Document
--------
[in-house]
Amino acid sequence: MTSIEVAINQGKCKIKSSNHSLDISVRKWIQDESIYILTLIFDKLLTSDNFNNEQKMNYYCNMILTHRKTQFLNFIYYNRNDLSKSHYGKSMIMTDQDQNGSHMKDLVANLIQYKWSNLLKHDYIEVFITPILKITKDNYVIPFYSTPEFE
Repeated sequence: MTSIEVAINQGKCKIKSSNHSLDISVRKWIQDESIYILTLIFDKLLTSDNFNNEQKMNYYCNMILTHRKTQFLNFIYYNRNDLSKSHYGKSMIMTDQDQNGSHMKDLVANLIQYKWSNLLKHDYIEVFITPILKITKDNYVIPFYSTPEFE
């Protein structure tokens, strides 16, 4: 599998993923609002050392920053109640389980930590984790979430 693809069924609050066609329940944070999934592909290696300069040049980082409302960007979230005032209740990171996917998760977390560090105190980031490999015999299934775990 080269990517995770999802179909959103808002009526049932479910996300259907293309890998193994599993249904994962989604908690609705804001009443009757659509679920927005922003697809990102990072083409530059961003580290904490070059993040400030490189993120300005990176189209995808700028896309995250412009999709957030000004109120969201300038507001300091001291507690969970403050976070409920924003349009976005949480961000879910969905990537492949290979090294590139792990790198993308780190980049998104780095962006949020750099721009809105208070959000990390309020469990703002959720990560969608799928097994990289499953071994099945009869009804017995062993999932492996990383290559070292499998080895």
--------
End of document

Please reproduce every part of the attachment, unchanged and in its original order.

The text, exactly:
[in-house]
Amino acid sequence: MTSIEVAINQGKCKIKSSNHSLDISVRKWIQDESIYILTLIFDKLLTSDNFNNEQKMNYYCNMILTHRKTQFLNFIYYNRNDLSKSHYGKSMIMTDQDQNGSHMKDLVANLIQYKWSNLLKHDYIEVFITPILKITKDNYVIPFYSTPEFE
Repeated sequence: MTSIEVAINQGKCKIKSSNHSLDISVRKWIQDESIYILTLIFDKLLTSDNFNNEQKMNYYCNMILTHRKTQFLNFIYYNRNDLSKSHYGKSMIMTDQDQNGSHMKDLVANLIQYKWSNLLKHDYIEVFITPILKITKDNYVIPFYSTPEFE
């Protein structure tokens, strides 16, 4: 599998993923609002050392920053109640389980930590984790979430 693809069924609050066609329940944070999934592909290696300069040049980082409302960007979230005032209740990171996917998760977390560090105190980031490999015999299934775990 080269990517995770999802179909959103808002009526049932479910996300259907293309890998193994599993249904994962989604908690609705804001009443009757659509679920927005922003697809990102990072083409530059961003580290904490070059993040400030490189993120300005990176189209995808700028896309995250412009999709957030000004109120969201300038507001300091001291507690969970403050976070409920924003349009976005949480961000879910969905990537492949290979090294590139792990790198993308780190980049998104780095962006949020750099721009809105208070959000990390309020469990703002959720990560969608799928097994990289499953071994099945009869009804017995062993999932492996990383290559070292499998080895």